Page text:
Massachusetts hospitals are bracing for another surge in coronavirus cases, preparing to quickly add beds and ramp up treatment should the number of seriously ill patients soar again as it did last spring.
Doctors and hospital officials are concerned about the growing numbers — hospitalizations in the state have nearly quadrupled since Labor Day — but so far, they don’t expect a sudden crush of patients who require life-saving treatment like last March and April. Around the United States, however, the number of COVID-19 hospitalizations hit all-time highs last week, with over 69,000 reported as of Saturday, including more than 13,000 people in intensive care.
COVID case numbers are also spiking again in Massachusetts — 2,841 new cases were confirmed on Saturday, and the state has passed 10,000 deaths in total — but there are important differences from the surge in the spring, and the experience in other parts of the country.
In Massachusetts, the rate of hospitalizations is rising more slowly than the rate of new cases, and more gradually than earlier in the pandemic. The people testing positive now tend to be younger and less likely to require hospitalization and intensive care. The death rate has improved. And because doctors now know more about COVID-19 and how to treat it, patients often recover more quickly and spend less time in hospital beds.
The comparison with other parts of the country is complicated, with the differences due at least in part to local restrictions and people’s behavior. Some states, like Wisconsin, North Dakota, and Wyoming, are experiencing their first major surge and haven’t flattened the upward curve of the outbreak yet. Massachusetts' stay-at-home advisory, restrictions on gatherings, and closures of bars and indoor spaces are more stringent than in most other locales.
And Massachusetts residents appear to be better at adhering to public health recommendations to wear masks and maintain distance from others, helping to keep transmission of the virus here below the levels now seen in many other states, hospital and state officials say.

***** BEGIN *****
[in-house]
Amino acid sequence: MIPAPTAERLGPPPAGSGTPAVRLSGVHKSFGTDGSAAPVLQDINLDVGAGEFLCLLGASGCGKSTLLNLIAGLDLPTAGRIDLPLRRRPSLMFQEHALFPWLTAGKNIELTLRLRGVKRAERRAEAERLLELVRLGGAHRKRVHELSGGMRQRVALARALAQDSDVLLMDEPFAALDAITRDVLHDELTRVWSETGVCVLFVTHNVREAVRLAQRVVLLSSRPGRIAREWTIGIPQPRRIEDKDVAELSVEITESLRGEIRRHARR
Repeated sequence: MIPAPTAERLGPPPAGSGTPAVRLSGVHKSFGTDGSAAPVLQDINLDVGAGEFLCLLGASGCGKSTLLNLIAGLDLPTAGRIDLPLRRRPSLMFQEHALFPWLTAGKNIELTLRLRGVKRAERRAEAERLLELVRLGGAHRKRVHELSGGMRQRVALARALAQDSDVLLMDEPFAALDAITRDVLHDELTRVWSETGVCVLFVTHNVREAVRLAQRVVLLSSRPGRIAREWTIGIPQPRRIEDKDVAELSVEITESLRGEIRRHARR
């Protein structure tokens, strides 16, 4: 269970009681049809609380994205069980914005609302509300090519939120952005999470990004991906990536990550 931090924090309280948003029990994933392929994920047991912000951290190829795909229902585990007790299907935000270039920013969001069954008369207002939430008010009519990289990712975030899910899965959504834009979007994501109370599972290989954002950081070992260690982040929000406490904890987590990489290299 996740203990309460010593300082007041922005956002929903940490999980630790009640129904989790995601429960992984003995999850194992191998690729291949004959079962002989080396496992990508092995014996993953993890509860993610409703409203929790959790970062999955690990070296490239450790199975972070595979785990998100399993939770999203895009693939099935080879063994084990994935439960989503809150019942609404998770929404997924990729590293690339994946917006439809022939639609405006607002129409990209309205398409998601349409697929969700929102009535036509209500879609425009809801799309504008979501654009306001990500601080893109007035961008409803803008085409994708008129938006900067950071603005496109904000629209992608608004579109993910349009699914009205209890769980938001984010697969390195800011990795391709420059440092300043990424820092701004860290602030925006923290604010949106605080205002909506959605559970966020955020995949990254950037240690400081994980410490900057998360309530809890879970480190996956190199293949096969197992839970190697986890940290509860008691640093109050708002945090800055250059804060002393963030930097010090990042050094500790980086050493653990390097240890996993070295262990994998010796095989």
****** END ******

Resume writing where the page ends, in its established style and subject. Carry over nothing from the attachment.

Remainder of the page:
Local hospital leaders have been preparing for a second surge for months, and they’re more confident going into the winter now that they’ve had experience with COVID-19 and time to stock up on protective gear, medical equipment, test kits, and drugs.
“We are stronger now than we were then because of fighting through that first wave,” said Dr. Kevin Tabb, chief executive of the Beth Israel Lahey Health hospital system. “But I don’t want to sugarcoat it: We still face some pretty significant challenges. The burden of responding to COVID is monumental for the people that do it on a daily basis.”
Massachusetts hospitals had admitted 705 COVID-19 patients as of Saturday, far below the 3,965 patients hospitalized at the last peak in April.
Dr. Paul Biddinger, head of emergency preparedness at Massachusetts General Hospital and the Mass General Brigham hospital system, said internal models predict a modest rise in hospitalizations, not the sharp climb seen in the spring. The models don’t yet indicate exactly when the next peak will occur, or how big it will be. But the increase in hospitalizations should remain slow and steady if people continue wearing masks and keeping distance from others.
“We hope that a second surge will be less than what we went through in the first — ideally, dramatically less, but that requires us all to continue to follow restrictions," Biddinger said.
“What we are all afraid of is changes in public behavior over the holidays, especially because of Thanksgiving, Christmas, New Year’s, [and] there are lots of people who are indoors with families, without masks," he said. "That really is a very significant risk for substantially changing community transmission, which would really accelerate the surge that we’ve seen.”